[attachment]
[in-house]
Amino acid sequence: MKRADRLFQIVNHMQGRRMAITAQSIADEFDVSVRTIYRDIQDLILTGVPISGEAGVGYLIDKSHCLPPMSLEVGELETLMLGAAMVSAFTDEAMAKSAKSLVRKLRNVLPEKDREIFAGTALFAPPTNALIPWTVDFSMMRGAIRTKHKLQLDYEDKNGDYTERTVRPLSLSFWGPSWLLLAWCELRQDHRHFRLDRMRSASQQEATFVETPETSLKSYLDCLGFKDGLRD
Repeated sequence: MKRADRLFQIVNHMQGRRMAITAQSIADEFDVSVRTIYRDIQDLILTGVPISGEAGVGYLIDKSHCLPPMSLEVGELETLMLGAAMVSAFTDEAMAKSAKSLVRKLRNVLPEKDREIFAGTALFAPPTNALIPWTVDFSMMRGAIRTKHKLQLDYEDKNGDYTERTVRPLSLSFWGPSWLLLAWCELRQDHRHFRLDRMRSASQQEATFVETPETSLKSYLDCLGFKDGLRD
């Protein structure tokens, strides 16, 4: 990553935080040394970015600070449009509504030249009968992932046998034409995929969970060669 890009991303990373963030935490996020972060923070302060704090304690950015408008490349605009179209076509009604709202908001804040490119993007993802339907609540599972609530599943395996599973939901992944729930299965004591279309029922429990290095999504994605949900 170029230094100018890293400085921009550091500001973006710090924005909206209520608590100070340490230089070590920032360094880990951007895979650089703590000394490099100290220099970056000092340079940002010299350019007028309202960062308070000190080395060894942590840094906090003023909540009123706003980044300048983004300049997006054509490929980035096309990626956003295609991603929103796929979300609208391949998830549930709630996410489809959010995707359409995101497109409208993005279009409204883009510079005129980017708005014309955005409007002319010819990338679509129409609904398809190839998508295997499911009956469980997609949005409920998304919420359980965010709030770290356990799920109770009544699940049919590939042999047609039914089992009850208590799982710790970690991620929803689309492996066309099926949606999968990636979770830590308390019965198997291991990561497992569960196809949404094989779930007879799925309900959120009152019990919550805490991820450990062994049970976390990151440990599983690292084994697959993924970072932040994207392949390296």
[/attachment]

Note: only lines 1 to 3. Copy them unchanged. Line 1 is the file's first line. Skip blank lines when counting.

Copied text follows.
[in-house]
Amino acid sequence: MKRADRLFQIVNHMQGRRMAITAQSIADEFDVSVRTIYRDIQDLILTGVPISGEAGVGYLIDKSHCLPPMSLEVGELETLMLGAAMVSAFTDEAMAKSAKSLVRKLRNVLPEKDREIFAGTALFAPPTNALIPWTVDFSMMRGAIRTKHKLQLDYEDKNGDYTERTVRPLSLSFWGPSWLLLAWCELRQDHRHFRLDRMRSASQQEATFVETPETSLKSYLDCLGFKDGLRD
Repeated sequence: MKRADRLFQIVNHMQGRRMAITAQSIADEFDVSVRTIYRDIQDLILTGVPISGEAGVGYLIDKSHCLPPMSLEVGELETLMLGAAMVSAFTDEAMAKSAKSLVRKLRNVLPEKDREIFAGTALFAPPTNALIPWTVDFSMMRGAIRTKHKLQLDYEDKNGDYTERTVRPLSLSFWGPSWLLLAWCELRQDHRHFRLDRMRSASQQEATFVETPETSLKSYLDCLGFKDGLRD